19 January 2024

How To Help Clients Kick Start a Healthier New Year

As the new year unfolds, do you find that your client’s main topic of conversation is all about losing weight? Ironically, most will already know what to do and probably have a plan they have successfully used in the past but may be fixated on trying another fad diet to get instant results. It therefore may be challenging to know what to discuss during a consultation.

Often it is not what to do that clients struggle with but how to tackle the everyday barriers that get in the way of following a weight loss plan. Most of these barriers are cognitive in nature and include attitudes, expectations, knowledge and beliefs. In other words, our everyday thinking patterns directly impact what we do (or don’t do).

Multiple failed attempts at losing weight can be exhausting so it is no wonder many clients say, “I have no willpower”. However, they may be more ready, willing, and able to get back on track if they understand they are not personally a “weight loss or dieting failure”. This is a common belief, and the type of ingrained thinking pattern that continually sabotages any sustainable weight loss attempts. Often it is the choice of weight loss diet they choose that fails them – unrealistic, quick fixes that do not last long term.

This month, we have provided some basic tips that you can share with your clients to help them keep on track with their weight loss plan. You can walk them through these tips together or simply ask “here are a few tips that can help people keep on track with losing weight, do any of these work for you?” This can open a conversation whereby clients will feel at ease discussing their situation. Given that the therapeutic alliance (the relationship between you and the client) is the number one predictor of adherence, building trust around sensitive topics such as eating habits is important. It can also help with reducing “no shows” – if a client knows that the consultation is not just “what is working and let’s see your progress” but also “what is not working and what do you think is getting in the way?”, they will feel comfortable to return and work on strategies.

To encourage self-management and accountability, we also have provided a habit tracker you can encourage clients to use. A habit tracker monitors actions you are trying to make into habits e.g., alcohol or chocolate free days, a low GI breakfast was eaten or even the minutes you are physically active. If someone is embarking on a new exercise regime and is not very fit, there is no point in aiming to be physically active every day (a common overly optimistic, unrealistic goal clients often set). Alternatively, track the number of active days and aim to build on it each week.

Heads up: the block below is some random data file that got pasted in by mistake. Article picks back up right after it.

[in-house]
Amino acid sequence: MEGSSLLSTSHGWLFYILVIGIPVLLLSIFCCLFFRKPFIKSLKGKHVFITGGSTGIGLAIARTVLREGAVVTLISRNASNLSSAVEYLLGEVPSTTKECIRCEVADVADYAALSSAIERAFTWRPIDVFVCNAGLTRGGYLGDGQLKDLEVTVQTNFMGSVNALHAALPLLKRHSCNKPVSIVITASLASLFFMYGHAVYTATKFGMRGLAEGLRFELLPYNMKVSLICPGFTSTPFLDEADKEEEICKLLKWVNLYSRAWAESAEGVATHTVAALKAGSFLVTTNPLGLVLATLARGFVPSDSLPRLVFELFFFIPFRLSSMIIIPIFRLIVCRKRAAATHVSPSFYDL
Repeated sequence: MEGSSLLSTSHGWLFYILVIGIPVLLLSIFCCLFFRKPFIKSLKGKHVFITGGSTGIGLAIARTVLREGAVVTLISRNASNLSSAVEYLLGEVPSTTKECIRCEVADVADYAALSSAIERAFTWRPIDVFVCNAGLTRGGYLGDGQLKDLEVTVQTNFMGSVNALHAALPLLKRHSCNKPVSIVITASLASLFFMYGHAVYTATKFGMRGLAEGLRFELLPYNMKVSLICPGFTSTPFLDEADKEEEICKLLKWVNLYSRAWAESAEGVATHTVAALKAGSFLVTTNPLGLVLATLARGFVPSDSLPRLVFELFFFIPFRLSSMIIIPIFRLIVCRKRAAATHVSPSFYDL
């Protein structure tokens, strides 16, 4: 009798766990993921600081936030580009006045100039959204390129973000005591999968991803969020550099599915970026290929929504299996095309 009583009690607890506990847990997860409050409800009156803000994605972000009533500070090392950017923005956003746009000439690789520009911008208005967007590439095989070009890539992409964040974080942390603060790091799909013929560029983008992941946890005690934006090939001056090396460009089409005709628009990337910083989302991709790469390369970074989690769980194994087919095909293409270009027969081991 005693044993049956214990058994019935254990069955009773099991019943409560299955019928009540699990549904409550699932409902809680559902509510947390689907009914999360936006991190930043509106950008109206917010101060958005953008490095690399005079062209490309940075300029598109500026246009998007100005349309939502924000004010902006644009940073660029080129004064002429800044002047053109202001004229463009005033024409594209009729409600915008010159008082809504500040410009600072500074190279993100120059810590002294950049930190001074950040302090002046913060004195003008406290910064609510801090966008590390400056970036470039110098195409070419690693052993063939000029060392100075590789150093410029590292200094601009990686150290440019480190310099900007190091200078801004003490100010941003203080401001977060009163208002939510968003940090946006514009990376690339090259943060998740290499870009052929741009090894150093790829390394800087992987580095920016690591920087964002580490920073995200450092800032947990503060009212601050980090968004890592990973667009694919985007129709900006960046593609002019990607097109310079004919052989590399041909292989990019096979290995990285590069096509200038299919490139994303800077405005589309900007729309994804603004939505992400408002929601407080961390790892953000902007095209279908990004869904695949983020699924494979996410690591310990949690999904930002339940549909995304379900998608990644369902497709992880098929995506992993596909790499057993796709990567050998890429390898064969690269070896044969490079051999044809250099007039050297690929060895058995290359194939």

The aim is to increase the number of days you meet your goals, whatever they may be. It is important to note that clients do not record the days when they do not do so well otherwise, they will disregard their successes and focus on their perceived failures. The habit tracker is a great communication tool you can use when clients return for a review consultation. They will be able to talk to you about “what is working and what is not working”. A solution focused conversation will provide an opportunity to work on action planning for their chosen goals.

If clients are stuck on the latest fad diet with minimal success, steering them in the direction towards making healthier food choices as a first positive step may be more realistic and help them keep on track. Rather than “no carbs” for example, the first step could be to switch to low GI carbohydrates to help facilitate weight loss in a smart and sustainable way.

Studies have also shown that switching to a low GI, higher protein eating plan can reduce insulin levels to help the body burn fat, increase feelings of fullness to delay hunger, and maintain metabolic rate. Recommending a staged approach, starting with diet quality (a low GI, higher protein) may be more achievable. Once a low GI, higher protein eating plan is adopted, the next focus could be to reduce caloric intake via carbohydrate quantity (portion caution).

Low GI Diet New Year Habit Change Diary:

We’ve put together an easy to use FREE habit change tracker and tip-sheet to help your clients get started and on track with a healthy eating in 2024.








By Rebecca McPhee, Accredited Practising Dietitian (APD) & Health Coach Consultant.

Related articles

Meal Planning, the Low GI Way

Meal Planning, the Low GI Way

Meal planning has got to be one of the best ways to keep on track with a healthy diet. Meal planning requires...

Heart Smart Recipe Collection

Heart Smart Recipe Collection

Our Heart Smart recipe collection focuses on low GI foods, that won't spike your glucose but will certainly tantalise...

Translate »